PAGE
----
I have a problem with the decomposition reaction of Nitric acid($\ce{HNO3}$) by light. My problem: is that reaction is a redox reaction? If it is please tell me the oxidation and reduction (balanced) reactions seperately.

  • 1
    $\begingroup$ Why do you think it's photochemical? Nitric acid is sold in clear colorless bottles. $\endgroup$
    – Zhe
    Jun 30, 2017 at 15:27
  • $\begingroup$ @Zhe no, nitric acid is subjected to decomposition due to light. See my answer below. $\endgroup$ Jun 30, 2017 at 18:34
  • $\begingroup$ Interesting. Never seen the brown bottle before... Thanks! @NilayGhosh $\endgroup$
    – Zhe
    Jun 30, 2017 at 18:39

1 Answer 1


Generally, nitric acid is a strong oxidizing agent which get reduce to nitrogen oxides on reacting with metals which act as reducing agent thus forming a redox reaction. But in this case, only nitric acid is involved which get reduced to nitrogen oxides on reaction with air/light. So, this may be called oxidation reaction where nitric acid gets oxidized. From wikipedia article of nitric acid:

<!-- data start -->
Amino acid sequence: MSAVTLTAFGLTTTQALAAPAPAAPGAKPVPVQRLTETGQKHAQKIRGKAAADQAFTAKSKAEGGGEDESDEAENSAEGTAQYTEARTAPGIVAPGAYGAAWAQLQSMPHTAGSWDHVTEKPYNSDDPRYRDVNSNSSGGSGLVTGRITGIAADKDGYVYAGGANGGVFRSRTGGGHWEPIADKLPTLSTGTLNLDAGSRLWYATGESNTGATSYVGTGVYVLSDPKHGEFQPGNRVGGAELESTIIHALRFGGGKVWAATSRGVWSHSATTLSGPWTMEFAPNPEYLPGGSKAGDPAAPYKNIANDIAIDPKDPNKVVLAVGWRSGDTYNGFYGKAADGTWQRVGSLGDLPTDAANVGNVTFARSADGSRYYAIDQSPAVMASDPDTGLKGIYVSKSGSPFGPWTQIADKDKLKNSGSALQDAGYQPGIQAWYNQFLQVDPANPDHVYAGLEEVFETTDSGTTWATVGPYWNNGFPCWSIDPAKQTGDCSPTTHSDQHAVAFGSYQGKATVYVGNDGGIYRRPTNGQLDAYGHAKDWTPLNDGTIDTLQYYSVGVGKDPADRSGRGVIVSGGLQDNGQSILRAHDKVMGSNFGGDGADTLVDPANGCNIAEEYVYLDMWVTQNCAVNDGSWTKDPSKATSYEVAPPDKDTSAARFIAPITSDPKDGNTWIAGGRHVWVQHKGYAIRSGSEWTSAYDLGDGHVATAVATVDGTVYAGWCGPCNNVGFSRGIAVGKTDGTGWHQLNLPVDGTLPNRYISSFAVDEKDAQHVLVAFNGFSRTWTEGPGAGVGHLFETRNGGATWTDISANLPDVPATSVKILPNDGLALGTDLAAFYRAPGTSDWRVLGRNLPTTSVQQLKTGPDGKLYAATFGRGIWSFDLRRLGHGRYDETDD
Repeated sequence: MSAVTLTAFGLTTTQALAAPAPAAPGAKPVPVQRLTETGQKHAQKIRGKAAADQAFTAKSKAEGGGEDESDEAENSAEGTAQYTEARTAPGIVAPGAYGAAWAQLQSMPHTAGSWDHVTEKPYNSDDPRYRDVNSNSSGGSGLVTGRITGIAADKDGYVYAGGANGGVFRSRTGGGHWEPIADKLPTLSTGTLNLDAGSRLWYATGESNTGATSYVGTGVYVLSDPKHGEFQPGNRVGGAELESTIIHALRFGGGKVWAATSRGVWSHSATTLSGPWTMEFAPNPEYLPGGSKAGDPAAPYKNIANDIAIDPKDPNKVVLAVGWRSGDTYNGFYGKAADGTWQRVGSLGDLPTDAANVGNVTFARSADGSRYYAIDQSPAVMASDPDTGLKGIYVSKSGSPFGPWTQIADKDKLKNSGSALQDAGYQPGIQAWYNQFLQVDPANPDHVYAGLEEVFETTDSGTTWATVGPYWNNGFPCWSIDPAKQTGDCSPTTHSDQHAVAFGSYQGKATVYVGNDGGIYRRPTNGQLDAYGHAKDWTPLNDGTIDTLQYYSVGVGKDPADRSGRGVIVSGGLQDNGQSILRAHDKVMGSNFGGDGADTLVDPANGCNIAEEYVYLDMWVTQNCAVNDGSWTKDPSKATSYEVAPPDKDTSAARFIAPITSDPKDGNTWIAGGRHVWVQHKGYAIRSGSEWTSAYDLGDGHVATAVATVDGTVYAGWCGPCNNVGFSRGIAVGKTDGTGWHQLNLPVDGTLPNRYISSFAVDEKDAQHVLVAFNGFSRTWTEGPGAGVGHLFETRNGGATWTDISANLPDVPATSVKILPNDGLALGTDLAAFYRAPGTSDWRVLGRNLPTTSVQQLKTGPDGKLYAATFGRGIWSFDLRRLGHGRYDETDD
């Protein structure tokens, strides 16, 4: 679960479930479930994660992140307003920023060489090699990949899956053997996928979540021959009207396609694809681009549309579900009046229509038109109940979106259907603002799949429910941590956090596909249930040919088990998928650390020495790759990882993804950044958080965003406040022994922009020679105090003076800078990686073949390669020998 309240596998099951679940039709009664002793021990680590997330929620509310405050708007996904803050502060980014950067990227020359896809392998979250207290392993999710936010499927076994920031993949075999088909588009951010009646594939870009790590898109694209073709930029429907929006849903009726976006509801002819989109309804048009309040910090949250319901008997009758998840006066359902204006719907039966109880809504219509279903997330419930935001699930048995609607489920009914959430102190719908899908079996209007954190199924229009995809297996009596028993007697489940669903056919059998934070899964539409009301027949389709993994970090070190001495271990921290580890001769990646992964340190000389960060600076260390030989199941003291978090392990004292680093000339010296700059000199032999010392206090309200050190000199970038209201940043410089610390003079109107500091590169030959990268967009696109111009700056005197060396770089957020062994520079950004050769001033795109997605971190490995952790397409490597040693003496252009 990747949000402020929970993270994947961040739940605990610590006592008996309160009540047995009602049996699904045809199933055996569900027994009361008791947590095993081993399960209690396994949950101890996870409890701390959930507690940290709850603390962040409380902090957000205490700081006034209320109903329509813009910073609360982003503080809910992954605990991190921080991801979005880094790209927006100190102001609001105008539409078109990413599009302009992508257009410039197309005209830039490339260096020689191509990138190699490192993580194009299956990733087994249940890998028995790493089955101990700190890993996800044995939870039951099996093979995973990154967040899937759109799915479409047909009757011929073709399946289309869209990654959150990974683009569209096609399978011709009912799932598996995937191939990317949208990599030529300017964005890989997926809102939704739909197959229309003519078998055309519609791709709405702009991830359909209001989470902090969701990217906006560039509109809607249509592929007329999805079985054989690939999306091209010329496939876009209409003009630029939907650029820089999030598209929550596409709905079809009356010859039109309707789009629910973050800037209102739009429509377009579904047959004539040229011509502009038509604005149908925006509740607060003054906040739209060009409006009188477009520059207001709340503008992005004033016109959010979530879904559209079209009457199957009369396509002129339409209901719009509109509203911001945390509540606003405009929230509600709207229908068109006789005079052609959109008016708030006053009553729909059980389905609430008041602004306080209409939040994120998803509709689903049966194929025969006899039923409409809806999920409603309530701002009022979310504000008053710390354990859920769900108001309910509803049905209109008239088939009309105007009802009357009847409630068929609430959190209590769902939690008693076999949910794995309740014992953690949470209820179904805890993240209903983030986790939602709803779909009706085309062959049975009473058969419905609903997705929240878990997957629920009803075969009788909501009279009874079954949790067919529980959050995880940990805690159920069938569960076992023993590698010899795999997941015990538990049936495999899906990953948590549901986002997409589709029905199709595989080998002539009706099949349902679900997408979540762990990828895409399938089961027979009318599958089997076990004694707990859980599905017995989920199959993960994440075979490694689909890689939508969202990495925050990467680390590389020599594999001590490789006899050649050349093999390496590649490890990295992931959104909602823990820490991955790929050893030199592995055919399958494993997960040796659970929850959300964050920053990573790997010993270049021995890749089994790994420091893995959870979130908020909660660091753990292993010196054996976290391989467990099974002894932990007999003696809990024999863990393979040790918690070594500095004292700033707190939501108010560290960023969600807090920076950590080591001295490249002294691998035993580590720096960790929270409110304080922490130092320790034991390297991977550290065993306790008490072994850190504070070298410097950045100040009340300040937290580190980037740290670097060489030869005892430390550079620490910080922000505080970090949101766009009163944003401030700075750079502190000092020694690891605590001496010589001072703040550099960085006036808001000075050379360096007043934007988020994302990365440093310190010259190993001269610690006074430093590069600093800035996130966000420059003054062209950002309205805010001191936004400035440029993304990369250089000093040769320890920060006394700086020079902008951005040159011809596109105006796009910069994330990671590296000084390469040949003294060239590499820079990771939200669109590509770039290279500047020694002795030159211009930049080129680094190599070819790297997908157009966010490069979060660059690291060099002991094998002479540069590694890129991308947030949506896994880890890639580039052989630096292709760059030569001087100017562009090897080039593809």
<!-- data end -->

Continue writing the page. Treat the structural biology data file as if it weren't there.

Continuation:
Nitric acid is subject to thermal or light decomposition and for this reason it was often stored in brown glass bottles:

$$\ce{ 4 HN^{V}O3 → 2 H2O + 4 N^{IV}O2 + O2}$$

This reaction may give rise to some non-negligible variations in the vapor pressure above the liquid because the nitrogen oxides produced dissolve partly or completely in the acid.

The nitrogen dioxide ($\ce{NO2}$) remains dissolved in the nitric acid coloring it yellow or even red at higher temperatures. While the pure acid tends to give off white fumes when exposed to air, acid with dissolved nitrogen dioxide gives off reddish-brown vapors, leading to the common name "red fuming acid" or "fuming nitric acid" – the most concentrated form of nitric acid at Standard Temperature and Pressure (STP). Nitrogen oxides ($\ce{NO_x}$) are soluble in nitric acid.

There are some old papers(here and here) which discuss the mechanism of nitric acid decomposition. Give a quick read on the papers and you will understand the mechanism of the reaction.


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